My own personal 2011 hobby wrap up was somewhat underwhelming this year. I purchased many games and got some good play time hours in, but at the end of the year I noticed I had not really purchased and experienced a lot of the hip and the new that came out in 2011– instead I was picking up backlist titles at a greatly reduced cost, mostly from Tanga.com massive dumping of Z-man titles and a couple of sales and P500 offerings. The sudden appearance of backlist titles in online discount outlets was an important trend to me personally, but I can understand that it wasn’t exactly significant to a hobby that worships the cult of the new. And boy, if 2011 was about ANYthing, it was about new things.
New games abounded in 2011. I have not the slightest idea of how many game titles (of all kinds) were released at the Essen Game Fair in Germany this year. It appears that the number of games published last year was very high indeed. Predictably, the hobby cognoscenti were hard at it this year, processing this vast influx of data– new games released at Origins, new games released at GenCon, new games released at Essen. New games available from the explosive growth of crowd-funded projects like Kickstarter. The abundance of titles may be a blessing, or it may be a curse. I don’t purport to be in the same crowd of gaming hipsters as some of the folks who regularly write and podcast about games, but I try to get a few new ones in a year. I felt overwhelmed in 2011, just with the sheer number of new titles that I picked up (new to me, that is, not necessarily published in 2011). One starts to experience the classic Dog with Two Bones syndrome— a plethora of choices, not enough time to engage any single one of them to the extent required to enjoy a new game. In essence, we’re starving in the midst of gluttony. I am normally very tuned in to the board gaming blogs, podcasts and YouTube series this time of year. More so than normal, I mean, because I enjoy reading and listening and watching what people regard as the best and worst of the previous year. There was a lot to write about in 2011. I have made my own modest contribution, which appeared in Games magazine Games 100 2011 special, and I don’t reprint it here for obvious reasons. There were a lot of people writing and podcasting about the end of the year this month, and I’ve waited until the end of the month to post this retrospective of retrospectives because I acknowledge it is a mighty undertaking in a year of plenty to capture it all. Also, I suspect most reviewers aren’t done playing 2011 games yet, and need to catch up.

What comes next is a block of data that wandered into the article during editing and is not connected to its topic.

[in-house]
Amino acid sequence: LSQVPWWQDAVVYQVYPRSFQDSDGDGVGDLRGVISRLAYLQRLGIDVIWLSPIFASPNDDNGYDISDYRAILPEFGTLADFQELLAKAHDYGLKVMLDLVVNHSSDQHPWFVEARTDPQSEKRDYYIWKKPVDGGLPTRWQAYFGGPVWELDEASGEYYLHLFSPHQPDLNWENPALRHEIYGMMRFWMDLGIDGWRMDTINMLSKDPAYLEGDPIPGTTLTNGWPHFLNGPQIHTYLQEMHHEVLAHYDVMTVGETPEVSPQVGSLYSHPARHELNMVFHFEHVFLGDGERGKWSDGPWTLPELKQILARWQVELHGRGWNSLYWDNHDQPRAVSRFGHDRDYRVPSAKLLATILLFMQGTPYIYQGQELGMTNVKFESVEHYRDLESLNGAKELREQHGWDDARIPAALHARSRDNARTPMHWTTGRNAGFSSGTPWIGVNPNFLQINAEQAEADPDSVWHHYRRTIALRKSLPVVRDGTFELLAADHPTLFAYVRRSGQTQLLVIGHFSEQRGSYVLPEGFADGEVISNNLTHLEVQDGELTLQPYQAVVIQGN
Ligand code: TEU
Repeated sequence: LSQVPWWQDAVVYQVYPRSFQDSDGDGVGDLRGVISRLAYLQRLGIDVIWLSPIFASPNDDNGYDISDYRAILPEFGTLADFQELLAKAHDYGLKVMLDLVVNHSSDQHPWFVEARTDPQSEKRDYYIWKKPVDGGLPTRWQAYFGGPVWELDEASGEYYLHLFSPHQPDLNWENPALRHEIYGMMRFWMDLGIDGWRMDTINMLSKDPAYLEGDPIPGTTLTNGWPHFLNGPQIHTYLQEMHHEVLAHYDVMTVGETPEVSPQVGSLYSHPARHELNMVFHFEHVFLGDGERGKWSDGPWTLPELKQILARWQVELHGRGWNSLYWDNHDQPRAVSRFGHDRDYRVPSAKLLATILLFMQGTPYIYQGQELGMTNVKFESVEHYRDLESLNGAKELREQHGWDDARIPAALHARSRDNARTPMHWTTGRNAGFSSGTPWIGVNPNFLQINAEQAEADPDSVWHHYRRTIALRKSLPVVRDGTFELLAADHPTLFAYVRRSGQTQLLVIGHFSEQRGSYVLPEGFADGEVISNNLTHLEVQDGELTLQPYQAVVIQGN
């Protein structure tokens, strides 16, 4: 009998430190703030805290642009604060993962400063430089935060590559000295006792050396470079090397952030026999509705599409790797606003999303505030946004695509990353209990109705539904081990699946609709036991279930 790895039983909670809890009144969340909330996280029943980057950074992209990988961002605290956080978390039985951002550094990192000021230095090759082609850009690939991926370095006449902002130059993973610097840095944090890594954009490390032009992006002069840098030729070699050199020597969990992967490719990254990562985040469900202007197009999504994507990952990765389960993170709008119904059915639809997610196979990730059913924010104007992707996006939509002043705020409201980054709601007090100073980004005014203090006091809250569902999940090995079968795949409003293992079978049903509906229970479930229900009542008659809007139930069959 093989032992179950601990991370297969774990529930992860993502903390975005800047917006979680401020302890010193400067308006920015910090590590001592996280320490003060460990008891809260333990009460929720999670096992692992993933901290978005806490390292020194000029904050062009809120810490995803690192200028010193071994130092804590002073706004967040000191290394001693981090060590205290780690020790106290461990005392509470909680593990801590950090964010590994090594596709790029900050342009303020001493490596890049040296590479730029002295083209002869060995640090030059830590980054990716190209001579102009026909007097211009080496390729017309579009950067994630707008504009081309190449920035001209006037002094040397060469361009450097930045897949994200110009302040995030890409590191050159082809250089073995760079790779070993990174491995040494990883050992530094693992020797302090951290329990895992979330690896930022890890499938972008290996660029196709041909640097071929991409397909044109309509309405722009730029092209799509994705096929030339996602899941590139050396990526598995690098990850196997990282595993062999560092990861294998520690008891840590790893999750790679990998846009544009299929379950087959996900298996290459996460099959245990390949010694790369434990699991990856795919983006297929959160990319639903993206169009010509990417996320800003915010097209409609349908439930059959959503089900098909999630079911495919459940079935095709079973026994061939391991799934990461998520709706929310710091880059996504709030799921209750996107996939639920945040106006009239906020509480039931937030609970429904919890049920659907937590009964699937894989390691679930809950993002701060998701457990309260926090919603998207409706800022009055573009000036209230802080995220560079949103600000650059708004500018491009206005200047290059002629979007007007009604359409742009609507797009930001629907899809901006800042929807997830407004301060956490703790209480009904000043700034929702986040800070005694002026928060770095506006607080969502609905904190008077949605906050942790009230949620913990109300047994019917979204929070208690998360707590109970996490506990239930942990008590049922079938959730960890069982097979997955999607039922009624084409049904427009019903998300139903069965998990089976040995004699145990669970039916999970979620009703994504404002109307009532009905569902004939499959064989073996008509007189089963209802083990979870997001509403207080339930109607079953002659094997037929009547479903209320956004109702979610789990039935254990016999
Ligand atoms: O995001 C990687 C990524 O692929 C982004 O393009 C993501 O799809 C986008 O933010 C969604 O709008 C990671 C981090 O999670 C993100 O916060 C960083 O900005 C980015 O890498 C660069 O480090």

Here then, is a compendium of Year’s End, Best and Worst. This is a list of the better and worse year end wrap ups, and is strictly an opinion piece.
The Best and Worst of the “Best of 2011” Posts
These people did good things:
Overall Best: The best wrap up of the year definitely goes to the DICE TOWER Network. The Dice Tower podcast expanded into a “network” of individual podcasts in 2011, so they, too, are providing more content than I can keep up with suddenly. Year end coverage was particularly good, featuring two podcasts (so far), 239 and 240
239 (part 1) http://audio.funagain.com/thedicetower/TDT239-TheDiceTower-Episode239.mp3″
240 (part 2) http://audio.funagain.com/thedicetower/TDT240-TheDiceTower-Episode240.mp3″